• The People – From the first time that Ben and I were picked up on a cold cloudy day  in April by a big white, windowless van (I know that sounds more scary than magical, but it turned out just fine in the end – don’t let the media scare you out of having adventures!) The friendly people in the van were of course the owners and stewards of  Re-Green. It’s not always that you meet new people and instantly click, but that’s what happened. During the weeks that we stayed there were a handful of other volunteers from all over Europe and they too we jived with straight away. Lots of late nights sharing stories and laughing. It was easy and obvious why so many new friends were made there, it was because people were drawn there who believe in a philosophy of bettering the world by enhancing nature.

 

  • Surrounded by Beauty – Stunning mountain peeks surround the valley that the retreat center nestles in and almost every day I found myself wondering how I’d ended up at such a majestic place on earth. Looking closer to the ground you’ll see wildflowers and abundant gardens blossoming all around. Cuteness overload with puppies, ducklings, and little baby chicks added to the happiness.  On clear days you can see down to the Gulf of Corinth; the view of the sea from the middle compost toilet is especially lovely. At night-time the stars take over and during rain or cold, it’s the natural buildings that inspire.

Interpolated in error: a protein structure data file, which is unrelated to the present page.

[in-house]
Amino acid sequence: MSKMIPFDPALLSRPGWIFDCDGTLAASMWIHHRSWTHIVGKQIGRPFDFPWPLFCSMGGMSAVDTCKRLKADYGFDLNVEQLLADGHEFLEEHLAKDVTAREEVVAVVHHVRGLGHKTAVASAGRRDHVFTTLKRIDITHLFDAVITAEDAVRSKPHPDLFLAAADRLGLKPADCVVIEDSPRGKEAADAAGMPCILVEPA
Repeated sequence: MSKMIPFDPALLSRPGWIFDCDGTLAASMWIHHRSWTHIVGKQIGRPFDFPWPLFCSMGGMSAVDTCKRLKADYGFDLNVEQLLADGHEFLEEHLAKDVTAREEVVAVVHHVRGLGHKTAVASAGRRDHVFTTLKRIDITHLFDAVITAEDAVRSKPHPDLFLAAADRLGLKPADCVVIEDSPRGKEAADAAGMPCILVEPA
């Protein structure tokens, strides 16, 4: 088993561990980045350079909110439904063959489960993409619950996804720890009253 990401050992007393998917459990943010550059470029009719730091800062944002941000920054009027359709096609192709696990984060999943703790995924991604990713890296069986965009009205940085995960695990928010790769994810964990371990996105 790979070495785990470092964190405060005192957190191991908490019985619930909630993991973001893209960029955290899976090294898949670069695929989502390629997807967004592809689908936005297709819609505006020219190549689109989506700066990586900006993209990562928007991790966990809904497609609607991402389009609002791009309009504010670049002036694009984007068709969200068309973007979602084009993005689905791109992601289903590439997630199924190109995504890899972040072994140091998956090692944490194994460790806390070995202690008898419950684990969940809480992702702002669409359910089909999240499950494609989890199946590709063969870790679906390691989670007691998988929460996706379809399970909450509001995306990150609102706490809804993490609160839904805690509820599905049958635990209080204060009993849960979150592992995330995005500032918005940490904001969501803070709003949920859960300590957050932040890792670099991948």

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  • Experiences Not Things – Going to a retreat center that hosts events from yoga, to learning about detoxing herbs, to preserving the gardens gifts, means that you are bound to learn loads. Sharing ideas and ways with other volunteers and guest teachers will also translate to learning and as a volunteer the learning will be hands on and practical. If working on your vacation sounds like torture then check out their events on Facebook and visit as a guest. The rooms alone are reason enough to spend a weekend there, they are housed in an old, stone farm house with so much attention to detail in the remodel (they’ve been Re-Greened you might say!) While I was there I was in heaven doing yoga, teaching yoga, learning about vegetation, hiking, natural building, cuddling dogs, reading books, pulling weeds, and the list could go on.